Table 2 Meta-analysis results of the associations of decreased SIRT6 expression with clinicopathological parameters

Assessment of heterogeneity and sensitivity analysis

Because of the high heterogeneity of the meta-analysis with OS, subgroup analyses were performed according to the SIRT6 location (nucleus or cytoplasm), patients' country (China or other), case number (≥ 100 or not), NOS score (> 7 or not), and publication year (≥ 2018 or ≤ 2017), among other variables. Low expression of SIRT6 in the cytoplasm was associated with improved OS; however, the expression of SIRT6 in the nucleus or in a location that was not reported was not associated with OS. Apart from that, Table 3 shows the pooled HRs and heterogeneities according to all of these variables. All of these subgroup analyses revealed that the I2 value was not significantly lower when the P value was less than 0.05 in any of the groups. Therefore, the subgroup analysis failed to identify the source of extreme heterogeneity (Additional file 2: Fig. S2, Additional file 3: Fig. S3).

Table 3 Results of subgroup analysis exploring source of heterogeneity with OS and DFS

Additional to this, a sensitivity analysis was carried out by systematically excluding each study from the aggregated survival meta-analyses, in order to assess the influence of each individual study on the pooled HR of OS (Fig. 4). The results revealed that the pooled estimates of the effect of low-expressed SIRT6 on the OS and DFS of patients with solid tumours did not differ significantly when individual studies were excluded, implying that the findings of this meta-analysis were stable.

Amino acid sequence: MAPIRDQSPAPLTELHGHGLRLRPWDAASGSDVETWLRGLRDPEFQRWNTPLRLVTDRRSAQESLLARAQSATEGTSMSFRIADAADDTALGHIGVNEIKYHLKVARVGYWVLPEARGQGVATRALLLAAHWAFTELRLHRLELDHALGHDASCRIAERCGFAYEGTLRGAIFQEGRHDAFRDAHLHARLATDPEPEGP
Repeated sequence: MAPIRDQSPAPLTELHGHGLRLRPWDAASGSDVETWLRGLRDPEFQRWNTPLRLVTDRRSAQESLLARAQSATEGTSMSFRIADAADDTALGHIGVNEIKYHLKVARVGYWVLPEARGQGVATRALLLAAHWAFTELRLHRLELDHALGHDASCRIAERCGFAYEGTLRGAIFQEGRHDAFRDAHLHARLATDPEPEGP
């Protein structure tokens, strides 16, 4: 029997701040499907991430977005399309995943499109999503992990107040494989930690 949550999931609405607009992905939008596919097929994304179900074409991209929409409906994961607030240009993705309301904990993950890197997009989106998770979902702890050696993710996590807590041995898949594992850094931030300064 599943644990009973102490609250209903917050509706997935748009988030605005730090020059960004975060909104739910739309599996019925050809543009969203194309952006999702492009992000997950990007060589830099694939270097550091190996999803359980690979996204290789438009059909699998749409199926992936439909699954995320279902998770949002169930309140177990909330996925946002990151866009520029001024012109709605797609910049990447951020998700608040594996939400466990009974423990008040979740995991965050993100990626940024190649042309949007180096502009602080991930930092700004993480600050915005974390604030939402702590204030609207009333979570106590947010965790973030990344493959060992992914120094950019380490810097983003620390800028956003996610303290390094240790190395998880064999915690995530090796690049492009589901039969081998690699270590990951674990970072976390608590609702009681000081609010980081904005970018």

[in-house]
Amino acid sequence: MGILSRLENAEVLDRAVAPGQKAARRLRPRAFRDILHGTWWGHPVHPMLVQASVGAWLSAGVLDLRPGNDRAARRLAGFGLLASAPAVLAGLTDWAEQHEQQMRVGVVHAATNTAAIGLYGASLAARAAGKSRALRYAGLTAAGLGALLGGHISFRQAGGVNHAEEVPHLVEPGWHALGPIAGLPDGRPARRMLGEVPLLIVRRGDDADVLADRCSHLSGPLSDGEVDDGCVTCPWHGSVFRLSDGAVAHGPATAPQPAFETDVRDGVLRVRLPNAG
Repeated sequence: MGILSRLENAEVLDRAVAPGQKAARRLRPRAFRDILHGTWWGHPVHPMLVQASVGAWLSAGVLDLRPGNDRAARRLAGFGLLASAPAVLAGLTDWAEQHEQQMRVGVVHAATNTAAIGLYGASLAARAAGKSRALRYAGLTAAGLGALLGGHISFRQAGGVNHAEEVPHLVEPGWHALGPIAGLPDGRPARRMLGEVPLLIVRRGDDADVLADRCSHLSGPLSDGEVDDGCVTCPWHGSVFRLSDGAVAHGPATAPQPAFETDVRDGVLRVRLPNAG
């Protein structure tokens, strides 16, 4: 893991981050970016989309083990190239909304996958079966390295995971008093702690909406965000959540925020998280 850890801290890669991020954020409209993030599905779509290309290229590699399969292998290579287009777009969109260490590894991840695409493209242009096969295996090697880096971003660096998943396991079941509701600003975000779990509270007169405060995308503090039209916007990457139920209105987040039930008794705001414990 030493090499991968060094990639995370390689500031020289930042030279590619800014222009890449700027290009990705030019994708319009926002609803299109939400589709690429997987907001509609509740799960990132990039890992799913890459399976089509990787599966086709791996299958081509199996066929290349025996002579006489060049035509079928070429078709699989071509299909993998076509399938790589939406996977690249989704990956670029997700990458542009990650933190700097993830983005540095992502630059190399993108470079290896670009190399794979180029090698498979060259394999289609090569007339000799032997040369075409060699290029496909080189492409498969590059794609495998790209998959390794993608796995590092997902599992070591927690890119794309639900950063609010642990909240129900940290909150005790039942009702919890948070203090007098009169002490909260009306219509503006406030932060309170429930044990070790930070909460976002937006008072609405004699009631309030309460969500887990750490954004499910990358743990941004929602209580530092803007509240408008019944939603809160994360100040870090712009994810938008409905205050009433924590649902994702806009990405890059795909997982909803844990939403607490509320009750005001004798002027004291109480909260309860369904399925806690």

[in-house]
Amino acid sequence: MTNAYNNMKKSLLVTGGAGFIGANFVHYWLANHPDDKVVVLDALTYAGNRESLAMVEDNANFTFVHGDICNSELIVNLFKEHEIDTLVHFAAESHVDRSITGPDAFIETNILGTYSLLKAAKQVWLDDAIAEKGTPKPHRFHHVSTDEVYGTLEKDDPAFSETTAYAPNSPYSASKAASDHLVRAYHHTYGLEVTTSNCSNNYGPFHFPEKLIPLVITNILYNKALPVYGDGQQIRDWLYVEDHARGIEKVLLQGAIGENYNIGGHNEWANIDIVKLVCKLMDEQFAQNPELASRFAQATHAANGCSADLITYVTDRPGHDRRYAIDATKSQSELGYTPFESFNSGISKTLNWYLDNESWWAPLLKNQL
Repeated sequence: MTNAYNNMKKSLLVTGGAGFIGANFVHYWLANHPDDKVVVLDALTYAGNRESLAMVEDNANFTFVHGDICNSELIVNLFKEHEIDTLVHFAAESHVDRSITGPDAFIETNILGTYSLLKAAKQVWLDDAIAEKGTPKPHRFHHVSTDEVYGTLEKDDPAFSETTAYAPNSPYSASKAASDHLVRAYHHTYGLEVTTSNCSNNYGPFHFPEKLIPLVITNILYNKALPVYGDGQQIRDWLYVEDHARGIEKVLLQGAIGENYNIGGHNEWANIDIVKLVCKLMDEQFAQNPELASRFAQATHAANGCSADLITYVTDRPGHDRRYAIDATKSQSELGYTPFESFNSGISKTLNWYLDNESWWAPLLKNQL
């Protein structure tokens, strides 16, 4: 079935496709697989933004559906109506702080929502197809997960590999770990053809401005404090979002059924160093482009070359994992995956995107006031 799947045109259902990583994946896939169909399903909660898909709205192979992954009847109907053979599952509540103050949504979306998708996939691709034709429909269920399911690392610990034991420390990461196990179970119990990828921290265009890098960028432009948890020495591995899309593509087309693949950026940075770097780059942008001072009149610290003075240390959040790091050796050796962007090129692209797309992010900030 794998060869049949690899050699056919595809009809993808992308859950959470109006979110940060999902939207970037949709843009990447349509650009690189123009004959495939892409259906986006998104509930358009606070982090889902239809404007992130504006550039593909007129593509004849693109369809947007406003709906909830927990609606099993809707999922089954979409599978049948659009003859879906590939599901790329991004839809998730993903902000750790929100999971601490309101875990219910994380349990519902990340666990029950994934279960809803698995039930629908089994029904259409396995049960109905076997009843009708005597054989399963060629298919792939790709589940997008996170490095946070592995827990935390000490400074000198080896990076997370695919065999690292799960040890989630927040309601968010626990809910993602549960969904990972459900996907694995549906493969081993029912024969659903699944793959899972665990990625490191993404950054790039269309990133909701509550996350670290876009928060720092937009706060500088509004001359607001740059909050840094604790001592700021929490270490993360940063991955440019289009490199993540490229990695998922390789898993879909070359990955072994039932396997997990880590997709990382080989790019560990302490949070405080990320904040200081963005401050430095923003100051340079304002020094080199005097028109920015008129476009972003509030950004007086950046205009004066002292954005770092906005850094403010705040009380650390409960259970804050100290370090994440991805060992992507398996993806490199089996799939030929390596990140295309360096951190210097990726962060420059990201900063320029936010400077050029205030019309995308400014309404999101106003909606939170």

Fig. 4
figure 4

Sensitivity analysis of each study. A Sensitivity analysis for OS; B Sensitivity analysis for DFS

Publication bias

The shapes of the funnel plots for OS, DFS and clinicopathological features of patients were almost symmetrical, indicated that there was no statistically significant difference, therefore no significant publication bias (Figs. 5, 6). Thus, in these incorporated papers, it was found that there was no evidence of significant publication bias.

Fig. 5
figure 5

Funnel plot for publication bias. A Funnel plot for OS; B Funnel plot for DFS

Fig. 6
figure 6

Funnel plot for publication bias regarding clinicopathological features. A Gender; B Tumor differentiation; C T status; D Lymph node metastasis; E Distant metastasis; F TNM stage

Validation of the results in TCGA dataset

For further investigation, the OS and DFS data of patients with expression of SIRT6 in different cancers were extracted from the TCGA dataset, including 17 types of tumors, Adrenocortical carcinoma (ACC), Bladder Urothelial Carcinoma (BLCA), Breast invasive carcinoma (BRCA), Cervical squamous cell carcinoma and endocervical adenocarcinoma (CESC), Cholangiocarcinoma (CHOL), Colon adenocarcinoma (COAD), Esophageal carcinoma (ESCA), Glioblastoma multiforme (GBM), Head and Neck squamous cell carcinoma (HNSC), Kidney Chromophobe (KIRC), Kidney Chromophobe (KICH), Testicular Germ Cell Tumors (TGCT), Thymoma (THYM), Thyroid carcinoma (THCA), Uterine Corpus Endometrial Carcinoma (UCEC), Uterine Carcinosarcoma (UCS) and Uveal Melanoma (UVM).